It is not too late yet! You can still find them in cooler regions. Unfortunately, we missed the blueberry season this year because we were on vacation. Freshly picked, wild blueberries are just the best and everything gets this distinctive dark color. <3

Important note: wash all berries thoroughly to avoid contamination with fox tapeworm or similar parasites.



the green walnuts - foraging walnuts



The colder the season, the hotter the cake and cookie baking phase. And let me tell you, nuts are expensive!

We are lucky enough to have walnut trees in our garden. They do not only taste delicious, they also look really fancy with their red skin. However, to prevent possible allergy attacks from friends and family, I prefer to use hazelnuts in my cakes and cookies. Full disclosure: until last year, I did not know where hazelnuts are growing (thanks for the info, ex-colleague for showing me :-*). Now, that I know they grow everywhere around here, I am always looking for new locations. And lo and behold, there is a hazelnut tree at the end of my street. Yes, a tree, not a bush. You live and learn. I heard they do not taste as well as the one from the bushes, but I did not figure out how to open them without crushing them, so I cannot report back to you yet. 😉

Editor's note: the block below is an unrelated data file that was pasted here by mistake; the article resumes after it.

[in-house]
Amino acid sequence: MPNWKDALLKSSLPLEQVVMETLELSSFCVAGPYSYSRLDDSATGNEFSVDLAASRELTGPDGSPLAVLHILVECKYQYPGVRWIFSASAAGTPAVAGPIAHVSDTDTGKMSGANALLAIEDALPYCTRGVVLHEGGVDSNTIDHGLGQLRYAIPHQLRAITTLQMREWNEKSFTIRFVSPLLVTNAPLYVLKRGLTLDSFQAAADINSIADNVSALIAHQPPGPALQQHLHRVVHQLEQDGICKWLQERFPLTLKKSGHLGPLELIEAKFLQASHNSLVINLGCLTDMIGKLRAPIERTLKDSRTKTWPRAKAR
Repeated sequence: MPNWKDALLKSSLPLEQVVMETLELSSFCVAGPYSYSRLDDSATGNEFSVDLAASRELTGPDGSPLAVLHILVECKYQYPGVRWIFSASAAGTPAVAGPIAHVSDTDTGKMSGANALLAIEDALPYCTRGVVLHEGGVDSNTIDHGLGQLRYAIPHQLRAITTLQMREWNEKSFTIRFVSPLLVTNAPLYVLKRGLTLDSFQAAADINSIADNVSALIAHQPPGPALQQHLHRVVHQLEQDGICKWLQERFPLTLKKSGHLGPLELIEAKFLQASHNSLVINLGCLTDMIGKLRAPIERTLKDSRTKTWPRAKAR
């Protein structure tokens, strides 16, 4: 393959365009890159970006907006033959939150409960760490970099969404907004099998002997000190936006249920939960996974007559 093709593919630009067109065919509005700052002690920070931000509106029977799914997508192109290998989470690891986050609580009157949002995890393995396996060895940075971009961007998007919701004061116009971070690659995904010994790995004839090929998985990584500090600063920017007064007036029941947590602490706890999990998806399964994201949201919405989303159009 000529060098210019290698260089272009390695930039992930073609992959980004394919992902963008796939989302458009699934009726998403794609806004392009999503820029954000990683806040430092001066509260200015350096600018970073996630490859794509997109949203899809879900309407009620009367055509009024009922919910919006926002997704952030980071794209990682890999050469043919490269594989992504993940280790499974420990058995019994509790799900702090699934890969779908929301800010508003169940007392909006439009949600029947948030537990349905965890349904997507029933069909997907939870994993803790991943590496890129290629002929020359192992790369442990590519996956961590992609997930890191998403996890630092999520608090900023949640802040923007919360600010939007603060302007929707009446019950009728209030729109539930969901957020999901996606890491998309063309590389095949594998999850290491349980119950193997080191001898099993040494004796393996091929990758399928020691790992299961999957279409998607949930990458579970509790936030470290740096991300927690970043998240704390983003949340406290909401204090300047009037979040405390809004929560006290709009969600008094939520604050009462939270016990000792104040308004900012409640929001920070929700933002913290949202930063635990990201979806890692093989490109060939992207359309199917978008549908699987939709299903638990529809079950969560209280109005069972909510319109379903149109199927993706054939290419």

Related: hazelnut milk – how to make any nut milk at home


the green walnuts - foraging apples


meadow orchard.

Fall means apple strudel and freshly pressed apple juice.  We have more than 15 apple trees, so no complaints here.

An actual meadow orchard can have way more varieties, though. If you are looking for old varieties of apricots, pears, cherries or peaches, that is the place to go to. Once again, a lot of fruit trees in and around cities are marked on the map at mundraub.

No need for meadow orchards because you own garden is overflowing? Unverschwendet collects all kinds of fruit and makes yummy chutneys, jams and co. out of them.


the green walnuts - foraging wild garlic


wild herbs and flowers.

Herbs spice up every dish, don’t you think? Up in the mountains, thyme was growing like weed; the same for rosemary down in the South. Free spices in abundance!

I really want to go on a guided hike to forage for wild herbs and edible flowers. You can go on these hikes year-round. Just check out your local pages and sign up for one!

The only flower I know for sure is the elderflower (May to June). You can use berries and flowers from the elder bush to make syrup.

Spring is also the time to look for wild garlic. As soon as the forests turn green again, the wild garlic starts sprouting. Wild garlic tastes especially intense if you pick it early.


Related: zero waste cooking – wild garlic


I am not well informed when it comes to wild herbs and edible flowers. What are your favorite wild herbs? And which flowers do you collect to eat? Or do you grow them yourself? Would love to hear your story!